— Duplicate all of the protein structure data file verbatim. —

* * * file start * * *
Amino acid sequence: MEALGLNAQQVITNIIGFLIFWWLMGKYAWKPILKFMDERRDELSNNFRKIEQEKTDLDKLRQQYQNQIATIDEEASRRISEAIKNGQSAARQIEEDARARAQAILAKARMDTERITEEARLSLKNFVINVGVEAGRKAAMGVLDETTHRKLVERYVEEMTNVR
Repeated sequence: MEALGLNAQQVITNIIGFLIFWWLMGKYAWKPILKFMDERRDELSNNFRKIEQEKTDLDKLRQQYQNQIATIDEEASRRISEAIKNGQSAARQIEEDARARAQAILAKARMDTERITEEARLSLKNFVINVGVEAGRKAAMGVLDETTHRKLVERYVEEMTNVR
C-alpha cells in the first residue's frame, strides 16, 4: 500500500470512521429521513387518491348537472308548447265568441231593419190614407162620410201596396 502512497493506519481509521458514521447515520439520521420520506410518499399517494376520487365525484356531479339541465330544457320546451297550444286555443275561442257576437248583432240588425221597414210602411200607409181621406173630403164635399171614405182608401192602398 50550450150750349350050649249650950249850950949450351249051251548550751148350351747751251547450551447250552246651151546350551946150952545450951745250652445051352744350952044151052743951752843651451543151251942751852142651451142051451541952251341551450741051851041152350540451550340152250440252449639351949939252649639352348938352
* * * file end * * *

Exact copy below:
Amino acid sequence: MEALGLNAQQVITNIIGFLIFWWLMGKYAWKPILKFMDERRDELSNNFRKIEQEKTDLDKLRQQYQNQIATIDEEASRRISEAIKNGQSAARQIEEDARARAQAILAKARMDTERITEEARLSLKNFVINVGVEAGRKAAMGVLDETTHRKLVERYVEEMTNVR
Repeated sequence: MEALGLNAQQVITNIIGFLIFWWLMGKYAWKPILKFMDERRDELSNNFRKIEQEKTDLDKLRQQYQNQIATIDEEASRRISEAIKNGQSAARQIEEDARARAQAILAKARMDTERITEEARLSLKNFVINVGVEAGRKAAMGVLDETTHRKLVERYVEEMTNVR
C-alpha cells in the first residue's frame, strides 16, 4: 500500500470512521429521513387518491348537472308548447265568441231593419190614407162620410201596396 502512497493506519481509521458514521447515520439520521420520506410518499399517494376520487365525484356531479339541465330544457320546451297550444286555443275561442257576437248583432240588425221597414210602411200607409181621406173630403164635399171614405182608401192602398 50550450150750349350050649249650950249850950949450351249051251548550751148350351747751251547450551447250552246651151546350551946150952545450951745250652445051352744350952044151052743951752843651451543151251942751852142651451142051451541952251341551450741051851041152350540451550340152250440252449639351949939252649639352348938352